Kenneth Branagh's dramatisation of the life of Sir Ernest Shackleton has sold 10,000 copies on video in only two months, thanks to a renewed interest in the explorer's management techniques.
Channel 4's drama, which, at £10m, was the most expensive it has made, has proved to be the broadcaster's biggest hit of the year. Dramas on video sell, on average, 3,000 to 5,000 copies.
The buzz that surrounds Shackleton, who died 80 years ago from a heart attack on his final expedition, is a peculiar belated triumph for the explorer who never succeeded in any of his missions. He is best known for his legendary Antarctic expedition of 1914 to 1916 when he tried to achieve "the first crossing of the last continent" but was struck by disaster.
Last month, an American football team considered to be rank outsiders, the New England Patriots, won the SuperBowl for the first time after their coach, Bill Belichick, adopted Shackleton's principles of leadership.
Mr Belichick took his players to see a film on the explorer and together they read his biography aloud to replace individualistic self-belief with an unbeatable team spirit.
The coach had been inspired by the way Shackleton managed to bring all his men home safely after his ship, Endurance, had become trapped in pack ice in January 1914. After 10 months, crushed by ice pressure, it sank.
The crew marched for three months across the frozen wastes of Antarctica and then rowed to South Georgia. Shackleton and two others then trekked through glacier-clad mountains to find help.
Mr Belichick's admiration for Sir Ernest is not unique. Shackleton's Way, a book on the explorer's management style that was published last year, has been adopted by big business as a motivational bible.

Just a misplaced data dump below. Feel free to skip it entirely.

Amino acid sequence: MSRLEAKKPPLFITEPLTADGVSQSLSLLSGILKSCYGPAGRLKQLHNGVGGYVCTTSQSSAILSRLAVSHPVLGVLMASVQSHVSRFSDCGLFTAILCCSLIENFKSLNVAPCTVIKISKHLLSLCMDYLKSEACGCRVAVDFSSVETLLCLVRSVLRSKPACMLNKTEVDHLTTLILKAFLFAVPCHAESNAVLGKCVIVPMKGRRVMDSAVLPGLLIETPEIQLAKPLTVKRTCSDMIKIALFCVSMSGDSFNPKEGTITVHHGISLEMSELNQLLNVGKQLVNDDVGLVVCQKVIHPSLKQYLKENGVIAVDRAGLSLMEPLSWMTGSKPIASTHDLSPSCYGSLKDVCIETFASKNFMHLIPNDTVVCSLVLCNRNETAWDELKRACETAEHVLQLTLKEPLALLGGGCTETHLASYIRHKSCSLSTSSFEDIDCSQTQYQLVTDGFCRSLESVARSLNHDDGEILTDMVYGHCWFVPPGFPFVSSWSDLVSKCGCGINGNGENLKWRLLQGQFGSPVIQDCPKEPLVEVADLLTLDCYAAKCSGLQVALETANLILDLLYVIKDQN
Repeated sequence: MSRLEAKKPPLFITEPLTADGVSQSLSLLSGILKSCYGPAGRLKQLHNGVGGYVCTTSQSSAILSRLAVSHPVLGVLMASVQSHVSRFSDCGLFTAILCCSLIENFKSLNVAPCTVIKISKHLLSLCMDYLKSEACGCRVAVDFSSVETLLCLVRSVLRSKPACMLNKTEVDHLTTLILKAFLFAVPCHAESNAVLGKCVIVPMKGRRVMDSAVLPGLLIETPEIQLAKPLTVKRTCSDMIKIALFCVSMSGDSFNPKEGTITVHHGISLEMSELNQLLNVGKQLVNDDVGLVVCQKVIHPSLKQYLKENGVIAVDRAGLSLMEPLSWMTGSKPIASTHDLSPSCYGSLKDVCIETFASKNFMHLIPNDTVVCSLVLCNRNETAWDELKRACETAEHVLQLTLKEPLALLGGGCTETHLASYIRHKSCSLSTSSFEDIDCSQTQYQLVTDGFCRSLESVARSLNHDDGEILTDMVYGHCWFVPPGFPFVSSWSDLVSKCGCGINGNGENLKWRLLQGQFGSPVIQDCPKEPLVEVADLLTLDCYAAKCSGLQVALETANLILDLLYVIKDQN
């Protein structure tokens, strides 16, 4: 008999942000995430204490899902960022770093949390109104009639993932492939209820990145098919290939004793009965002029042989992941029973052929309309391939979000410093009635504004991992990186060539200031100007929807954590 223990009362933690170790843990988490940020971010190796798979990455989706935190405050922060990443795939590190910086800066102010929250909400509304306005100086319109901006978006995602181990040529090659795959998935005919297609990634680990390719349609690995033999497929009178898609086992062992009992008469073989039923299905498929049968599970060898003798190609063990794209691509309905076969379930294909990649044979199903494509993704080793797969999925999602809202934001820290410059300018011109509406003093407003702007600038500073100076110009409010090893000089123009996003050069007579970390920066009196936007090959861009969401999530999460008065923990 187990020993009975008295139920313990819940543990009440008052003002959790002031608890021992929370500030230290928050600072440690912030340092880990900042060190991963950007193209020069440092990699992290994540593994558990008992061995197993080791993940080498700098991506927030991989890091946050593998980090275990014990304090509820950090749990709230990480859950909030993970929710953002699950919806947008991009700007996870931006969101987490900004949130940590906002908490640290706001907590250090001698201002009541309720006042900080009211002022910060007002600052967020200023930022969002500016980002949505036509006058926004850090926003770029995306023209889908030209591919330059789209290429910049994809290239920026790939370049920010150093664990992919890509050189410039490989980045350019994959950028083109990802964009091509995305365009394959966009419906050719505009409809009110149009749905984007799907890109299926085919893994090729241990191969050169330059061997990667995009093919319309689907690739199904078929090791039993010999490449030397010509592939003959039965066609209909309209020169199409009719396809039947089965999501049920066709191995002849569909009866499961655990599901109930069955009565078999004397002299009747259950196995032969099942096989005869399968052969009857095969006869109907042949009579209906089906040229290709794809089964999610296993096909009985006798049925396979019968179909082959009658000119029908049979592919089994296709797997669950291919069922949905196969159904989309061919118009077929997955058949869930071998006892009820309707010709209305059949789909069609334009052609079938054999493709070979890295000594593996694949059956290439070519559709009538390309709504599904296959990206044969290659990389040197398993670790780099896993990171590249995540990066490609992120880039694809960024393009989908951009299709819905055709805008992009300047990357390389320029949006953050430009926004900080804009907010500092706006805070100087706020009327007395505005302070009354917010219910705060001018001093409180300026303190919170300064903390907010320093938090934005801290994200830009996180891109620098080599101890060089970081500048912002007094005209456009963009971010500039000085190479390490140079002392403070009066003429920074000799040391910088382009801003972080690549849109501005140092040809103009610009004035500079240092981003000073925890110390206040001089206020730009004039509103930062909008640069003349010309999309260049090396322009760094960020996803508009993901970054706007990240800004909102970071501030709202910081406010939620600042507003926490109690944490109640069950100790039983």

One bank in America is reported to have bought 4,000 copies to distribute to its staff. In Britain, it sold 30,000 copies in hardback, making it the top-selling new business book of 2001, and was shortlisted for the WH Smith book awards.
Sian Flynn, exhibitions manager at the National Maritime Museum, which staged an exhibition highlighting Shackleton's adventures, said there was no surprise the story had been noticed by business. "He had strong man- management skills ... and a very nurturing style," she said.
"Scott was part of the Establishment, a late Victorian Royal Navy man and very hierarchical – men and officers were kept apart. But Shackleton was an Anglo-Irish outsider, and merchant, not Royal, Navy, who developed his own style to be one of the men as well as a leader."
Shackleton also used to keep near by those he thought likely to undermine him or affect group confidence. He was generous – for instance, he would stop everyone to eat when only one person appeared to be flagging.
Shackleton's Way was written by the journalist Stephanie Capparell and the financial executive Margot Morrell. Among their observations were that leadership is a learnt skill, because Shackleton got better at it. They noted how he chose his staff, hiring a second-in-command who complemented his skills, and selecting cheerful, optimistic people for the crew.
Shackleton's popularity has now reached such heights that the actor Russell Crowe is being tipped to play him in a Hollywood film.Reuse content